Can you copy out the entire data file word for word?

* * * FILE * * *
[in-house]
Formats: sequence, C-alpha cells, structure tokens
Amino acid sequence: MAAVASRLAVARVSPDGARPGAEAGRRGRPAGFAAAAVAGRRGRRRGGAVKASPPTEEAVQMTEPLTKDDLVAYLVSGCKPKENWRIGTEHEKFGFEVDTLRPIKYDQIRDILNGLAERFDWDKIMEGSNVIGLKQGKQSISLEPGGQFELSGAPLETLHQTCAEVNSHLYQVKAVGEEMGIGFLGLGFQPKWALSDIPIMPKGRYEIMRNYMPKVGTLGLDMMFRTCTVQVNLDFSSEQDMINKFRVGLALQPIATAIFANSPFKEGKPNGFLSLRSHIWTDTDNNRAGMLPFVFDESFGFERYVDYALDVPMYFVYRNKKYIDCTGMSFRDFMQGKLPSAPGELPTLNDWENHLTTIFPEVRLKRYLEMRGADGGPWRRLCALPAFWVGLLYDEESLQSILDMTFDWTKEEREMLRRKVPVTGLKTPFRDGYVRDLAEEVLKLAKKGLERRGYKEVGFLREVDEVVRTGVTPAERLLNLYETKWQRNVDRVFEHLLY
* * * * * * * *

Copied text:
[in-house]
Formats: sequence, C-alpha cells, structure tokens
Amino acid sequence: MAAVASRLAVARVSPDGARPGAEAGRRGRPAGFAAAAVAGRRGRRRGGAVKASPPTEEAVQMTEPLTKDDLVAYLVSGCKPKENWRIGTEHEKFGFEVDTLRPIKYDQIRDILNGLAERFDWDKIMEGSNVIGLKQGKQSISLEPGGQFELSGAPLETLHQTCAEVNSHLYQVKAVGEEMGIGFLGLGFQPKWALSDIPIMPKGRYEIMRNYMPKVGTLGLDMMFRTCTVQVNLDFSSEQDMINKFRVGLALQPIATAIFANSPFKEGKPNGFLSLRSHIWTDTDNNRAGMLPFVFDESFGFERYVDYALDVPMYFVYRNKKYIDCTGMSFRDFMQGKLPSAPGELPTLNDWENHLTTIFPEVRLKRYLEMRGADGGPWRRLCALPAFWVGLLYDEESLQSILDMTFDWTKEEREMLRRKVPVTGLKTPFRDGYVRDLAEEVLKLAKKGLERRGYKEVGFLREVDEVVRTGVTPAERLLNLYETKWQRNVDRVFEHLLY